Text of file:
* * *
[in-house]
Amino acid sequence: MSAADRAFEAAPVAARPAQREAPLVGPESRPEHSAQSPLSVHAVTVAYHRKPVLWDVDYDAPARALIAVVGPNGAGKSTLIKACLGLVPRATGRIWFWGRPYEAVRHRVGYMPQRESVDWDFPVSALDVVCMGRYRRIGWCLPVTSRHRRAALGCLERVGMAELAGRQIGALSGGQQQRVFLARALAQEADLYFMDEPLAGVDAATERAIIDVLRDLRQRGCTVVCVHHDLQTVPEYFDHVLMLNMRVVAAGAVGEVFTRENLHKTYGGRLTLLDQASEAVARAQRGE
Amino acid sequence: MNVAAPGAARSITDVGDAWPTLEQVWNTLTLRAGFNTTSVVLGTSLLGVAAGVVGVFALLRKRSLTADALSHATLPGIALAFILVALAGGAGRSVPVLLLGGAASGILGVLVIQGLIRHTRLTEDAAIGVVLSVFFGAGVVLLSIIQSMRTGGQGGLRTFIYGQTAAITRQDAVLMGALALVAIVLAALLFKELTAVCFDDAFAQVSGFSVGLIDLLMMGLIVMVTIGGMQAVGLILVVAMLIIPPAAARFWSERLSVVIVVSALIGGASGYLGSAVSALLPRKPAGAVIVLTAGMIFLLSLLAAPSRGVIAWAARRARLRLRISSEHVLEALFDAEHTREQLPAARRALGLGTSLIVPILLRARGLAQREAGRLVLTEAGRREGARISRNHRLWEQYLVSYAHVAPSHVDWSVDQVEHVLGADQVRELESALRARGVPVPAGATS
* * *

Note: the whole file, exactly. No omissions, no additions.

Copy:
[in-house]
Amino acid sequence: MSAADRAFEAAPVAARPAQREAPLVGPESRPEHSAQSPLSVHAVTVAYHRKPVLWDVDYDAPARALIAVVGPNGAGKSTLIKACLGLVPRATGRIWFWGRPYEAVRHRVGYMPQRESVDWDFPVSALDVVCMGRYRRIGWCLPVTSRHRRAALGCLERVGMAELAGRQIGALSGGQQQRVFLARALAQEADLYFMDEPLAGVDAATERAIIDVLRDLRQRGCTVVCVHHDLQTVPEYFDHVLMLNMRVVAAGAVGEVFTRENLHKTYGGRLTLLDQASEAVARAQRGE
Amino acid sequence: MNVAAPGAARSITDVGDAWPTLEQVWNTLTLRAGFNTTSVVLGTSLLGVAAGVVGVFALLRKRSLTADALSHATLPGIALAFILVALAGGAGRSVPVLLLGGAASGILGVLVIQGLIRHTRLTEDAAIGVVLSVFFGAGVVLLSIIQSMRTGGQGGLRTFIYGQTAAITRQDAVLMGALALVAIVLAALLFKELTAVCFDDAFAQVSGFSVGLIDLLMMGLIVMVTIGGMQAVGLILVVAMLIIPPAAARFWSERLSVVIVVSALIGGASGYLGSAVSALLPRKPAGAVIVLTAGMIFLLSLLAAPSRGVIAWAARRARLRLRISSEHVLEALFDAEHTREQLPAARRALGLGTSLIVPILLRARGLAQREAGRLVLTEAGRREGARISRNHRLWEQYLVSYAHVAPSHVDWSVDQVEHVLGADQVRELESALRARGVPVPAGATS